Innovation 20/20 Series

The University of Georgia's School of Education started the Innovation 20/20 Series to showcase teaching innovations in its corner of the institution. This project asks experts from around the institution to share their thoughts, and visitors can view their presentations here. Each talk is about 20 minutes, and after each presentation, there is a bit of discussion and "interactive engagement" with the topic. Some of the recent presentations include "Speed Theorizing as a Pedagogical 'Dwelling' Tool" and "What I've Learned about Teaching Statistics Courses." The archive of presentations dates back to the spring of 2011 and visitors will find a wide range of topics covered here. One presentation that definitely shouldn't be missed is the "Using Metaphor to Explore Teaching and Learning" talk by Deborah Tippins. [KMG]

Geography of H-1B Workers

In 2012, it took only ten weeks for employers to reach the United States' cap on the H-1B visas they need to hire immigrant workers in speciality occupations. This situation presents a problem for certain industries, such as biotechnology, and this special presentation from the Brookings Institution's Metropolitan Policy Program brings together a set of policy experts to talk about this matter. The site includes videos from the July 18, 2012 session, complete with a discussion of the geography of H-1B workers and the political feasibility of amending the existing H-1B policy. The site also includes an uncorrected transcript of the proceedings, along with links to a working paper on the subject. [KMG]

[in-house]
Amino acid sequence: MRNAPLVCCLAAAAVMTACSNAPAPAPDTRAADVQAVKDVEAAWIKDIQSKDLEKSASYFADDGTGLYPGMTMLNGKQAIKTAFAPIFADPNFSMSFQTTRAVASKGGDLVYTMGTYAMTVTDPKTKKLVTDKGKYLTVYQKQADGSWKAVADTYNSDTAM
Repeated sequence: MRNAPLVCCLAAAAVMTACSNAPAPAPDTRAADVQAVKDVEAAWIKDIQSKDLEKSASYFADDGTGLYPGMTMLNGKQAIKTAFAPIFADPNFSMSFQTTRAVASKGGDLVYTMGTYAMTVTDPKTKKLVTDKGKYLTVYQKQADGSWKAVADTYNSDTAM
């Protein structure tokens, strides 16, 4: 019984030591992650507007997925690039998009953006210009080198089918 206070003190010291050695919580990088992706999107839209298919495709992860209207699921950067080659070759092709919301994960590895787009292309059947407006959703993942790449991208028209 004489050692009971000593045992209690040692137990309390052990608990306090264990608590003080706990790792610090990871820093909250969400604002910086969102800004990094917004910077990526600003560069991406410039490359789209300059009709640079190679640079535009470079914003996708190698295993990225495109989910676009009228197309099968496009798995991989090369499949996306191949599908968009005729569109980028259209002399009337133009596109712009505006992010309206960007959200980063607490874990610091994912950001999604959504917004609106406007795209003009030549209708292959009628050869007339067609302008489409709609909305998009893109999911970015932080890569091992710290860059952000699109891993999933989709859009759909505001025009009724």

General Interest

Kinematic Models for Design

For those who may have forgotten the lessons of kinematics from high school, it is the branch of classical mechanics that "describes the motion of points, bodies, and systems of bodies without consideration of the causes of motion." This remarkable digital collection from Cornell University brings together 50 critical books and articles that tell the history of this fascinating subject. Most of the materials here are from the 19th and early 20th centuries, and they include "Kennedy's Mechanics of Machinery" from 1886 and "Durley's Kinematics of Machines" from 1907. Visitors can search the entire collection by keyword and date. They can also download each volume for offline consideration, if they so desire. One item that should not be missed is Charles Babbage's seminal work "On a Method of Expressing by Signs The Action of Machinery". [KMG]